Saturday, March 15, 2008

Mpofu Primary School

Mpofu Primary School is in the very Northern part of Swaziland. It has approximately 700 students. There is a community bore hole (well) in close proximity to the school. The issue is the electricity bill to pump the water to the community taps including the primary school. Mpofu is a rural community and there isn’t much money. People can’t afford to pay the electric bill. Therefore the chief has the electricity to the bore hole cut off when he deems it should be shut off. The pump only runs a few hours of the day. The chief won’t allow it to run during the day when school is in session. The chief recently required the head master to pay E2000 (approximately $285) so it could get water from the bore hole. However, then someone donated two water tanks to the school and the chief felt is was going to use too much electricity to fill the tanks and would not allow the school to fill the tanks. There is a stand off between the chief and the head teacher of the school. The situation is very tense.

When the school can’t get its water from the bore hole, they purchase water from the government and it is brought in by a tanker truck. The cost of the water is E59 per truck. The truck holds about 8,000 liters of water. The tanks hold 10,000 liters of water. The always ask for the truck to deliver two loads, but it never does. They have to wait for deliveries of the water and typically they only get a delivery every two to three weeks. When the school doesn’t have water from the community bore hole or the tanker truck, the children have to walk to the river which is only about 5 minutes away to fill containers with river water for cooking, drinking, cleaning and for the teachers who live in teacher’s housing on the school site to use. The Swaziland Health Department has told them that they can get the parasite that causes Bilharzia (see my blog on 9-30-07 for an explanation of Bilharzia) and Typhoid from the river water. We asked the deputy teacher (full time teacher and vice principle) if they boil the water before using it. She said no. They really do not have a way to boil the amount of water they use. They cook over a wood fire and the only pots they have are used to cook the mealy meal and beans for the children’s lunch.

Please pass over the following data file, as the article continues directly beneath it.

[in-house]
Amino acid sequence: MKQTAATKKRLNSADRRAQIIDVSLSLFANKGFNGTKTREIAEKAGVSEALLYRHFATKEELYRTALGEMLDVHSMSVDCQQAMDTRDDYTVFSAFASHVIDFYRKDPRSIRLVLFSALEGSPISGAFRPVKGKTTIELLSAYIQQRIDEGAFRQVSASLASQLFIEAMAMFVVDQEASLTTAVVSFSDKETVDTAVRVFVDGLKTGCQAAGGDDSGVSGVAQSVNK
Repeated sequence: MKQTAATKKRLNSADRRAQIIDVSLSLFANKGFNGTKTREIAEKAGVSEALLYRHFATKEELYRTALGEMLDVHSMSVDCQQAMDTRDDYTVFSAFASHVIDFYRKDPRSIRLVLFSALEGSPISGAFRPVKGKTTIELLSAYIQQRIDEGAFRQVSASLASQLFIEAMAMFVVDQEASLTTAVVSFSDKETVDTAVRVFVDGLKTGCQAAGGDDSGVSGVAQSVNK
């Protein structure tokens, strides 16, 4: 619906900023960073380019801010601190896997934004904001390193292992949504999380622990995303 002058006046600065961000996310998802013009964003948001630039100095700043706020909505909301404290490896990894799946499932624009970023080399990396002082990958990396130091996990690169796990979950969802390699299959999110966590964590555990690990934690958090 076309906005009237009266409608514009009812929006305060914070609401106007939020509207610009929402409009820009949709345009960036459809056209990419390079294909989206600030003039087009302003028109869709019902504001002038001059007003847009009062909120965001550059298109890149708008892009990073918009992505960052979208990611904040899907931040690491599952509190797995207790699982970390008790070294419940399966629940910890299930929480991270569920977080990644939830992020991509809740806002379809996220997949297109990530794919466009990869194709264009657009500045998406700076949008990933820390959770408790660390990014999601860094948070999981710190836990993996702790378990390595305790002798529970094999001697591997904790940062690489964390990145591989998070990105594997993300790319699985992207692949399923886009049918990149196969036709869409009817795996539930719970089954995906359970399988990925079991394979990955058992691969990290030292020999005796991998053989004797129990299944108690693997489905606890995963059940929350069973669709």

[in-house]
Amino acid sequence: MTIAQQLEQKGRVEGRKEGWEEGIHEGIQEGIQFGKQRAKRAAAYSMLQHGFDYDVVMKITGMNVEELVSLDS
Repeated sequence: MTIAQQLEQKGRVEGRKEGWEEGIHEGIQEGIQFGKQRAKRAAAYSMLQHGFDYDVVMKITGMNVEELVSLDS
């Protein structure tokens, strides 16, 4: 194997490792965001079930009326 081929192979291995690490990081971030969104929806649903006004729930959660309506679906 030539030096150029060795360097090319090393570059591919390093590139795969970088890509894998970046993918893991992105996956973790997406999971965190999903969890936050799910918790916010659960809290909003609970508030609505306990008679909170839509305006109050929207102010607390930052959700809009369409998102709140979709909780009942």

This is one of those stories that just breaks your heart and makes one feel so inadequate. I can’t imagine using water and drinking it when you know you could get very sick and possibly even die from it. And yet, what is the choice? As I gather the needs, Mpofu is obviously on the list of schools that need water. So far, 18 out of the 33 Methodist schools in Swaziland don’t have water. I know that number will increase as I learn about the nine schools in the Hhoho circuit that I haven’t visited yet. I left somewhat in shock, just shaking my head, not knowing what to say or do. If I could have a well drilled tomorrow, I would, but I know things just don’t work that way or that fast. So I will continue to pray for guidance, patience and for the children and teachers at Mpofu.

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